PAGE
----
Compound Parabolic Concentrators

A compound parabolic concentrator (CPC) I designed is shown below. While the two bounding curvatures (top and bottom) are parabolic and mirror images of each other, they’re tilted and meshed together in such a way that the resulting shape is not actually parabolic. The focii of these curves are at two different locations in a plane intersected by the axis of symmetry. That plane is where the CPC optic is truncated and an absorber is placed.

In my example below, the ratio of the entrance area to the exit area is 310x. That’s a reasonable estimate of the concentration ratio one can expect with this CPC, since I designed it to have negligible losses.

The parabolic focii combine to form a bright ring at the absorber.

The maximum possible concentration is fundamentally limited by a sine law

C_{max}=n^{2}/(sin^{2}(θ)),

where theta is the half angle of incident radiation that the CPC can accept and n is the refractive index of the material it’s made of (in the case of a solid CPC).

I designed the previous example for a 0.25-deg acceptance angle (e.g., direct, on-axis solar) and modeled it as a solid with a refractive index of 1.52. Based on those values, the sine law limit is 121,000x, a value unachievable with a CPC. The sine law limit only comes into play when designing for larger acceptance angles.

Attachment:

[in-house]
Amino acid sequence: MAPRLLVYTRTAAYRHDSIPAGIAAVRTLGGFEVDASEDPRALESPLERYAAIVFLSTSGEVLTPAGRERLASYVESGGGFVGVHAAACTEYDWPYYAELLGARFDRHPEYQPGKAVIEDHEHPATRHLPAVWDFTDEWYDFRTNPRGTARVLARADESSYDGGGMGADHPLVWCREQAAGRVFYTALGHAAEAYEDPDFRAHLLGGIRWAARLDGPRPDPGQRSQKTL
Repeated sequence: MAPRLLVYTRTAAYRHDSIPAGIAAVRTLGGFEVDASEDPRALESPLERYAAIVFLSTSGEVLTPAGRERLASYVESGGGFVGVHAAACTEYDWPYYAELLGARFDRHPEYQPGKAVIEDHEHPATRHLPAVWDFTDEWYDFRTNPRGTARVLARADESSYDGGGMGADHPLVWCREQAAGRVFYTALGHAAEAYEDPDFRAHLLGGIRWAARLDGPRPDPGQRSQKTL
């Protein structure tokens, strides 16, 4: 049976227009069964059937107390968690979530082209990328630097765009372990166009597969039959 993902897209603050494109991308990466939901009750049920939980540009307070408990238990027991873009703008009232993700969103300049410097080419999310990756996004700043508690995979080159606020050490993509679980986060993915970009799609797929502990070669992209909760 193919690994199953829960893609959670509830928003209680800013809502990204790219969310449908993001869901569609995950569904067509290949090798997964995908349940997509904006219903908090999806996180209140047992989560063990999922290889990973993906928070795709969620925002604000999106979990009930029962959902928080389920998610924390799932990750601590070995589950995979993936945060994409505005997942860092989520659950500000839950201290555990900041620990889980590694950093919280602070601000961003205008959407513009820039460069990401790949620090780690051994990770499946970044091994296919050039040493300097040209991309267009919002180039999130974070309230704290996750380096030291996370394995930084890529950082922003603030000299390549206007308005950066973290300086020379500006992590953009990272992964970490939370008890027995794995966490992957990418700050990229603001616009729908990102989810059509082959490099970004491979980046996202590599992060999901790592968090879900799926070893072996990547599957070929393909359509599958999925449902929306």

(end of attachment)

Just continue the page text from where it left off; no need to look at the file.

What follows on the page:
As the angular acceptance required increases, the concentration ratio that can be achieved with a CPC drops precipitously. For example, a glass CPC designed to accept up to 45 degrees would have, according to the sine law, a maximum possible concentration ratio of only ~5x. So, clearly this is not the best design form for collection over a large field of view.

Much higher solar concentration ratios have been achieved with two-stage concentrators (e.g., two CPCs or other geometries in tandem).

The CPC geometry can also be reversed and used with an LED or LED array for light mixing and collimation. A rectangular shell is a good option for this, since it can be matched to the form factor of a bare LED. It also allows for some independent control of the output ray angles in x and y. However, the output is not spatially uniform.

Below is an example I designed to collimate a lambertian emitter. The concentration value for this reversed geometry is simply the reciprocal of the value determined in the earlier example. The radiance cross sections along x and y are gaussian with half max values corresponding to +/- 5 deg.